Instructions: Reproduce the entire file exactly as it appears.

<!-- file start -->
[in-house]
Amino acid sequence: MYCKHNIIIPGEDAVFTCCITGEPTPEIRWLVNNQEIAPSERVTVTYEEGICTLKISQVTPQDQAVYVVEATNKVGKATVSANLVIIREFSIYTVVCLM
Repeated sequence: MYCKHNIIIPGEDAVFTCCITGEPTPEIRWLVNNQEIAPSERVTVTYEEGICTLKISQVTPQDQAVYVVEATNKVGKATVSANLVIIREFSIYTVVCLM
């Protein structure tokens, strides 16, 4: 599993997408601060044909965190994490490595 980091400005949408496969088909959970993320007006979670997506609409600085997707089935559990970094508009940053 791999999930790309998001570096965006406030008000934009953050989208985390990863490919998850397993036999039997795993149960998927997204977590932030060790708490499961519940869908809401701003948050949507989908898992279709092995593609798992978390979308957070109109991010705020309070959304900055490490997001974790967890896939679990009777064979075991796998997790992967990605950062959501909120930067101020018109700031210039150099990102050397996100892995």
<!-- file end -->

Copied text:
[in-house]
Amino acid sequence: MYCKHNIIIPGEDAVFTCCITGEPTPEIRWLVNNQEIAPSERVTVTYEEGICTLKISQVTPQDQAVYVVEATNKVGKATVSANLVIIREFSIYTVVCLM
Repeated sequence: MYCKHNIIIPGEDAVFTCCITGEPTPEIRWLVNNQEIAPSERVTVTYEEGICTLKISQVTPQDQAVYVVEATNKVGKATVSANLVIIREFSIYTVVCLM
């Protein structure tokens, strides 16, 4: 599993997408601060044909965190994490490595 980091400005949408496969088909959970993320007006979670997506609409600085997707089935559990970094508009940053 791999999930790309998001570096965006406030008000934009953050989208985390990863490919998850397993036999039997795993149960998927997204977590932030060790708490499961519940869908809401701003948050949507989908898992279709092995593609798992978390979308957070109109991010705020309070959304900055490490997001974790967890896939679990009777064979075991796998997790992967990605950062959501909120930067101020018109700031210039150099990102050397996100892995």